Grateful Dead fans have fond memories of this venue, going back to the stellar runs at “The Knick” in the 1990s. Above the Dead & Company stage hung a giant, three-dimensional steal your face with vertical screens on either side, along with the usual impressive arrangement of lighting fixtures. When the house lights dimmed almost 20 minutes after the scheduled start-time, the band took the stage and noodled into the first familiar licks with “Playing’ In The Band.” Mayer may have felt like all eyes were on him, and he would have been right. This tour is one of his largest endeavors, and the grammy-winning artist admitted he has been “training like a boxer” to prepare for this gig. Weir and Mayer delicately helped the “Playin’” jam along – it was the longest segment of the night – until the opening chords of “Cold Rain and Snow” lifted the audience. Bob sounded great, and the smiles across the hockey arena confirmed the strong start to the tour.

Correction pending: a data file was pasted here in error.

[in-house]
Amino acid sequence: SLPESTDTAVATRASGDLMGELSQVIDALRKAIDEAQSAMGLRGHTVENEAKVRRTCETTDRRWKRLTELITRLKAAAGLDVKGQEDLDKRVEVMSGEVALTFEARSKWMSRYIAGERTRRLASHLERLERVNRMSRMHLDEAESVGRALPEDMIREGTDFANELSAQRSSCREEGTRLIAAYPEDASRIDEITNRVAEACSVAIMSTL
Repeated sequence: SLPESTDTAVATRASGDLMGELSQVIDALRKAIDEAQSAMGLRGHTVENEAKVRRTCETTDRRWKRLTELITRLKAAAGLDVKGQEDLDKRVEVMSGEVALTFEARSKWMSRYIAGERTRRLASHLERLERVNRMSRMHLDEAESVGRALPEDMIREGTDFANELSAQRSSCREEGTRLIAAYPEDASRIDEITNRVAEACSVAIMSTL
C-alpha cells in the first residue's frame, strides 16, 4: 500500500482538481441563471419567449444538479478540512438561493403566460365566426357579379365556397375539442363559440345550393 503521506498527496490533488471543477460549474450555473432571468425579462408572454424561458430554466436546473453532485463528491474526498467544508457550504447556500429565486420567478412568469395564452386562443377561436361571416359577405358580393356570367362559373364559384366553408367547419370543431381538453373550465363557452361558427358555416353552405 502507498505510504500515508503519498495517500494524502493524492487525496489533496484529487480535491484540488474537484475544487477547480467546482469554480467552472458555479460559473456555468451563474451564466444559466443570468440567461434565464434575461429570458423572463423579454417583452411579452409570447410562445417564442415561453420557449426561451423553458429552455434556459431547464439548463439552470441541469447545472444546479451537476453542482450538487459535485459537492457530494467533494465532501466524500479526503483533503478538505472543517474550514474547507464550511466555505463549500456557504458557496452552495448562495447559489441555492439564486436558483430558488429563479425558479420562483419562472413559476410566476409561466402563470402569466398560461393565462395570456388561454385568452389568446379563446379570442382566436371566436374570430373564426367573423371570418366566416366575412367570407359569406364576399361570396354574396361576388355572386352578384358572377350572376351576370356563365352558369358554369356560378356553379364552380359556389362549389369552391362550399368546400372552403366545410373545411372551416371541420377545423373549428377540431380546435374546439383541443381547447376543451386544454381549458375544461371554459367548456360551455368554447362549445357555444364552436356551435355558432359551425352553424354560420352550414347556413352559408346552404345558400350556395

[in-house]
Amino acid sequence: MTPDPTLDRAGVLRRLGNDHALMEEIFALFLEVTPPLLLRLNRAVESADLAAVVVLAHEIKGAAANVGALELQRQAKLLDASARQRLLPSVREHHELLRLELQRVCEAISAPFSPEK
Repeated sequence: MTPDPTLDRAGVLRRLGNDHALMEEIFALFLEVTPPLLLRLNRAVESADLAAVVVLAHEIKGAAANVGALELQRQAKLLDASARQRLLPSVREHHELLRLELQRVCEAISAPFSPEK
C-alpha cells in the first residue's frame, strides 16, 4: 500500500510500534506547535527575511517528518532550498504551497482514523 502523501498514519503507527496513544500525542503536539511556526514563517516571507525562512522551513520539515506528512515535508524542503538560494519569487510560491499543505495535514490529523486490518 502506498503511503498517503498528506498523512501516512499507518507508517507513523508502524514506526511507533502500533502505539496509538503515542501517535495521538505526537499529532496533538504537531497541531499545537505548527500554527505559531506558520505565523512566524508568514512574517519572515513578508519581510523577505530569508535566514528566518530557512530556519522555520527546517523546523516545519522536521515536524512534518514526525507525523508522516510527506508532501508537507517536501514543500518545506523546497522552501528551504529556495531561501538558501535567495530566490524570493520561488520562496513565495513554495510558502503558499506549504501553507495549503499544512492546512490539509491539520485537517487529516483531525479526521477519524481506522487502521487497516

“Tennessee Jed” featured some of the first John Mayer vocals and his soulful, laid-back style fit the vibe perfectly while the crowd sang along in unison. There were a few moments that could have inspired goosebumps here. The opening notes of “Feel Like a Stranger” elicited more cheers from the crowd. Bob took full command here and in his distinctive animated style, strained and twisted himself to accentuate the lyrics, “Let’s get on with the show!”